Condition for two Quadratic Equations to have a Common Root

In algebra, two quadratic equations can have a common root under certain conditions. The common root is a value of x that satisfies both equations. To determine when this occurs, consider the following:

a${x}^{2}$+ bx + c = 0

p${x}^{2}$ + qx + r = 0

• Where a, b, c, p, q, and r are constants, and a and p are not equal to zero.

2. Form of a Common Root:

• A common root is a value of x that satisfies both equations simultaneously. This means it must be a solution for both equations:

a${x}^{2}$ + bx + c = 0

p${x}^{2}$ + qx + r = 0

• A common root α must satisfy both equations when you substitute it in:

a${\alpha }^{2}$ + bα + c = 0

p${\alpha }^{2}$ + qα + r = 0

3. Equality of the Common Root:

• For two quadratic equations to have a common root, the common root α must be the same in both equations. In other words:

a${\alpha }^{2}$ + bα + c = p${\alpha }^{2}$ + qα + r

• When you have this equality, it means that α satisfies both equations, and thus, the two equations have a common root.

4. Condition for Common Roots:

• To express this condition more clearly, you can subtract one equation from the other:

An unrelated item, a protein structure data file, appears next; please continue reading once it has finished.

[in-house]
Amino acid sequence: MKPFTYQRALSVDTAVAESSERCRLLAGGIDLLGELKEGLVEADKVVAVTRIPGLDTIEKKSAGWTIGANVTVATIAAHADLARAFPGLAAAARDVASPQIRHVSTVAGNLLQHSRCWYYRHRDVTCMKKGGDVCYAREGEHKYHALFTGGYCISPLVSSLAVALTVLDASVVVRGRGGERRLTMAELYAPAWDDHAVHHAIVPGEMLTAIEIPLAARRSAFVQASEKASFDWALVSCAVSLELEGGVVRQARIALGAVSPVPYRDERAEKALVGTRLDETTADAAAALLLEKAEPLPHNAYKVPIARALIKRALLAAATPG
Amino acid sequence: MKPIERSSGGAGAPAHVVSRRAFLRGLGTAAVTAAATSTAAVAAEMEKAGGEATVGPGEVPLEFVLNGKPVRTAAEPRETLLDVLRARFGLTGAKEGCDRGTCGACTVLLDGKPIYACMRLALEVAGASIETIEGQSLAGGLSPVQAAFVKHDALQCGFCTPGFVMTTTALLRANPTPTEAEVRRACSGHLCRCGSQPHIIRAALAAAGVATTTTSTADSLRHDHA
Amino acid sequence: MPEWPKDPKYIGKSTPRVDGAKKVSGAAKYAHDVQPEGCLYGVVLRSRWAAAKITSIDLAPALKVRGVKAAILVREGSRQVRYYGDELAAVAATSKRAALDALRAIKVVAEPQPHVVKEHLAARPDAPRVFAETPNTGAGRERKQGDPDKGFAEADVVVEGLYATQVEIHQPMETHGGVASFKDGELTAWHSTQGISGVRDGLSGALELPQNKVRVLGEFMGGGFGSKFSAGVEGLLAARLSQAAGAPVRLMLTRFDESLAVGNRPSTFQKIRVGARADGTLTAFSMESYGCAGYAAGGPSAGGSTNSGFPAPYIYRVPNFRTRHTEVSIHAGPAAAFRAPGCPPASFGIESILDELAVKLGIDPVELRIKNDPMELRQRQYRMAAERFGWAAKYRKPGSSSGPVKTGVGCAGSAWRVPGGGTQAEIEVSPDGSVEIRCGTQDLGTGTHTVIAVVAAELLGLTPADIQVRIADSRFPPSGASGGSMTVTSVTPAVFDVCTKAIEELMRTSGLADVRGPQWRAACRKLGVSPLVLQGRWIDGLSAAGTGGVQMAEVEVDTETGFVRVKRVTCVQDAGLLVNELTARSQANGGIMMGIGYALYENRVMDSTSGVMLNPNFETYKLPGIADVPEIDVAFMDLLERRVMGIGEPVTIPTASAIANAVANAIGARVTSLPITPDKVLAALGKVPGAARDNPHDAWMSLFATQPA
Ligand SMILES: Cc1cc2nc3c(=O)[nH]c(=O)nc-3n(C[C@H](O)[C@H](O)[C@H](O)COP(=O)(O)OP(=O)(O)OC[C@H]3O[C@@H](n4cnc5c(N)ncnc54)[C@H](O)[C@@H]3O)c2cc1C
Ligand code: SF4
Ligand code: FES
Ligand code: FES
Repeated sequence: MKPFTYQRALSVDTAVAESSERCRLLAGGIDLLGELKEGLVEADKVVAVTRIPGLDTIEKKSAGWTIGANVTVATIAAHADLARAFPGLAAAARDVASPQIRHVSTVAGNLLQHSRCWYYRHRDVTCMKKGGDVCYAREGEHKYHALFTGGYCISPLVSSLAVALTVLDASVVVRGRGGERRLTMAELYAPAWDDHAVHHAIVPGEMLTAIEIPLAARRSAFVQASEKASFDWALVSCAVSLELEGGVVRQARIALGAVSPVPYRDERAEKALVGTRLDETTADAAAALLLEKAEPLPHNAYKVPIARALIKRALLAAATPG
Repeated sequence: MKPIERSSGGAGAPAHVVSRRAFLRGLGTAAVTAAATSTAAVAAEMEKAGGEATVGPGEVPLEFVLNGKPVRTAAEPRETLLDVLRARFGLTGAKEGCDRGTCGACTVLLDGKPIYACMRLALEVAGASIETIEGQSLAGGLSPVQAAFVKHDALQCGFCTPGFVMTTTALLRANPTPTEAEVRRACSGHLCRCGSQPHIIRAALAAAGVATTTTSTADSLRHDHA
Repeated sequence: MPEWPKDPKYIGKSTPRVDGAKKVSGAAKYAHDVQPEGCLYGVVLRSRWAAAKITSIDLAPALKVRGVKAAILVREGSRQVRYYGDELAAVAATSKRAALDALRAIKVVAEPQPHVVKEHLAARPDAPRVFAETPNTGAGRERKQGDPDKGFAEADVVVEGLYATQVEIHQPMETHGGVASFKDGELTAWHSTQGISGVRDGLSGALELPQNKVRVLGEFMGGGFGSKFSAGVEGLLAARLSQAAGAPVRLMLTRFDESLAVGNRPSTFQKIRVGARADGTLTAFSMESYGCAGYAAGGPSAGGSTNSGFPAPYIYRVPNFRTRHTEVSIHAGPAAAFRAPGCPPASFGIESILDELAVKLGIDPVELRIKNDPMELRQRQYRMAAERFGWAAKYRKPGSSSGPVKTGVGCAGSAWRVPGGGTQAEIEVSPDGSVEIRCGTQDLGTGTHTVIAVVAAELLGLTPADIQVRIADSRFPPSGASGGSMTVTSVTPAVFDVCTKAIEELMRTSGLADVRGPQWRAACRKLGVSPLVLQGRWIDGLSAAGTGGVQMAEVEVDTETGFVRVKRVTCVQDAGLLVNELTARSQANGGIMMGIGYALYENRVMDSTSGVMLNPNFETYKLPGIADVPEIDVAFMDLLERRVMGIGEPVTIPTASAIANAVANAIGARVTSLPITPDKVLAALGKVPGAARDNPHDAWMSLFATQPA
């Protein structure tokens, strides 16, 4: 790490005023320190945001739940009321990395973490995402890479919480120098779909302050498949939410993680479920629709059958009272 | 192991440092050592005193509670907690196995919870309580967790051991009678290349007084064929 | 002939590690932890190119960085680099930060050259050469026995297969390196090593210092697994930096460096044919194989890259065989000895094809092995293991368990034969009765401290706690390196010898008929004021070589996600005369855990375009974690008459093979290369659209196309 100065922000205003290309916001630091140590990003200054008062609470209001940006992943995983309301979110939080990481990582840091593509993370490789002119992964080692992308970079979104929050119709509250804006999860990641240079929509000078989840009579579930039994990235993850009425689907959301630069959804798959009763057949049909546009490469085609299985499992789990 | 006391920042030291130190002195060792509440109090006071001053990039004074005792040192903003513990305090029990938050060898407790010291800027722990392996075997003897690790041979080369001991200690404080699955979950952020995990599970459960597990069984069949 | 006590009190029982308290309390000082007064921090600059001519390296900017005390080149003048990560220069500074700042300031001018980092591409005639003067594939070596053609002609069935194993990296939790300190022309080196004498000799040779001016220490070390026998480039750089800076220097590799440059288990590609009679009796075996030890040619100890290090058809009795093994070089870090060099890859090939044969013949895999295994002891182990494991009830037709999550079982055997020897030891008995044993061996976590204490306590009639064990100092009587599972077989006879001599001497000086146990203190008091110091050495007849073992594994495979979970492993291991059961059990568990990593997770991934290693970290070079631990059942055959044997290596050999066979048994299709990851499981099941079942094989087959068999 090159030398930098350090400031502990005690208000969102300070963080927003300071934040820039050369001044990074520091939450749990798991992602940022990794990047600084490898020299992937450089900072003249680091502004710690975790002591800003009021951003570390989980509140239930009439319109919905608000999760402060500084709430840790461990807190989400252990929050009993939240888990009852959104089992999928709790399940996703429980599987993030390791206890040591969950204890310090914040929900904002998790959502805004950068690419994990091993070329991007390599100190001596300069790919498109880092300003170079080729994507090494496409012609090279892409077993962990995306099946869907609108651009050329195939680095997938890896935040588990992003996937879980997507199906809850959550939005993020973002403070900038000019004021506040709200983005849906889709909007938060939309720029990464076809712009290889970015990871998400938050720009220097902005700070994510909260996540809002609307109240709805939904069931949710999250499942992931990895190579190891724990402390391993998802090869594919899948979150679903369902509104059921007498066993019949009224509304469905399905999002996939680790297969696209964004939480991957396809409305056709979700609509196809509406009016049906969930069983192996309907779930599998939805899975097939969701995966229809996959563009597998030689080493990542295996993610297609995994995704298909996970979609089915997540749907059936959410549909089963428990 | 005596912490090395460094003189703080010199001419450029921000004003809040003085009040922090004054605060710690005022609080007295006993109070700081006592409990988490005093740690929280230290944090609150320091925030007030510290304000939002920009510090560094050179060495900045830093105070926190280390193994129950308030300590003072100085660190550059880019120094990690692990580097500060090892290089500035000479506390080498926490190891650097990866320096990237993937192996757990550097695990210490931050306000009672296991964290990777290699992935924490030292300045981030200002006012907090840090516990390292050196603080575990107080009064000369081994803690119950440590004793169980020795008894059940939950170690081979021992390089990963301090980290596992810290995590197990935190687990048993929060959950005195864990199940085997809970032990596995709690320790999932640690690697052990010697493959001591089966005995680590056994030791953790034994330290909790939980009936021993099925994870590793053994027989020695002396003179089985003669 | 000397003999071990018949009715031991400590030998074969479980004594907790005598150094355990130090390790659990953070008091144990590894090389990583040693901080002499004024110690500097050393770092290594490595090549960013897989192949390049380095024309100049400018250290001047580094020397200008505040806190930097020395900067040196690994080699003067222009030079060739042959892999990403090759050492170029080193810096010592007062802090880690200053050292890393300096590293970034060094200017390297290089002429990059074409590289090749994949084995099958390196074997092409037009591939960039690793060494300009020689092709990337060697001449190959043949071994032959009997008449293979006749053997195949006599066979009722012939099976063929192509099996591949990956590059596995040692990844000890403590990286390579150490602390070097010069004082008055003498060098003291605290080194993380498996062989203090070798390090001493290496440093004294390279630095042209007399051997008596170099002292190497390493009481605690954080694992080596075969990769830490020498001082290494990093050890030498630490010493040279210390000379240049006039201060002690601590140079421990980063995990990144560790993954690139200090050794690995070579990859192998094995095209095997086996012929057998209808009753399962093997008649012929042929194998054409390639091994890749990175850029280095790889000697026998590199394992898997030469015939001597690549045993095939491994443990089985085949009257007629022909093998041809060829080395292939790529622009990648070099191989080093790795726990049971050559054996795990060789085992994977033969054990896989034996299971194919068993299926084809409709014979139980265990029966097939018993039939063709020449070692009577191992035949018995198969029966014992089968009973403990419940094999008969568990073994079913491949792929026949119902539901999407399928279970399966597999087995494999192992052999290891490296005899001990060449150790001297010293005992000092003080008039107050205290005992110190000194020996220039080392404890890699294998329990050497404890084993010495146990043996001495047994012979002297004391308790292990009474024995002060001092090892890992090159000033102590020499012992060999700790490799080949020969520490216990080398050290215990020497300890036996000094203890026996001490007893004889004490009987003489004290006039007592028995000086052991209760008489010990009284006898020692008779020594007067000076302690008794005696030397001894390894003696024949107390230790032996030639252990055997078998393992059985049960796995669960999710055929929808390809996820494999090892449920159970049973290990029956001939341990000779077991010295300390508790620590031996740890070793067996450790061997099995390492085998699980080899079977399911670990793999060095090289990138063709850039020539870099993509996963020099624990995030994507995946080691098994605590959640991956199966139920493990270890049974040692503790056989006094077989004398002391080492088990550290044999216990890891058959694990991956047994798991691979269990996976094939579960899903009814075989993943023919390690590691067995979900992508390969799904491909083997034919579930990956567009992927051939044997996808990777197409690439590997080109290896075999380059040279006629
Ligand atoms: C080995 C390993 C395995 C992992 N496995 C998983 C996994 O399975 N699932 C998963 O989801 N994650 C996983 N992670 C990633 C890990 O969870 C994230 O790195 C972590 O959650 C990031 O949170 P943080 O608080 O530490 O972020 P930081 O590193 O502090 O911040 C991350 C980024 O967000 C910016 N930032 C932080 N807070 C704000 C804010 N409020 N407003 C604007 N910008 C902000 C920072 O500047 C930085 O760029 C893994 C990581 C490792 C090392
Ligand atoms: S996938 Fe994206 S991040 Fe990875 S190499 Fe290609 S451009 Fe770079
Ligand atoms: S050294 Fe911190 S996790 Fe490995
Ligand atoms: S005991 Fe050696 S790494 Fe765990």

(a - p)${\alpha }^{2}$ + (b - q)α + (c - r) = 0

• If the above equation has a real solution for α, it indicates that the two quadratic equations have a common real root.

• If it has a complex solution for α, it means that the two equations have a common complex root.

5. Example:

2${x}^{2}$ - 5x + 3 = 0

3${x}^{2}$ - 7x + 2 = 0

• To find if they have a common root, subtract one equation from the other:

(2 - 3)${x}^{2}$ + (-5 + 7)x + (3 - 2) = 0

-${x}^{2}$+ 2x + 1 = 0

• Solving this equation, you find that x = 1 is a common root for both equations.

6. Summary:

• For two quadratic equations to have a common root, the common root must satisfy both equations simultaneously, meaning it is a solution for both.

• Expressing this condition mathematically, you set both equations equal to each other and solve for the common root α. If it has a real or complex solution, the two equations have a common root.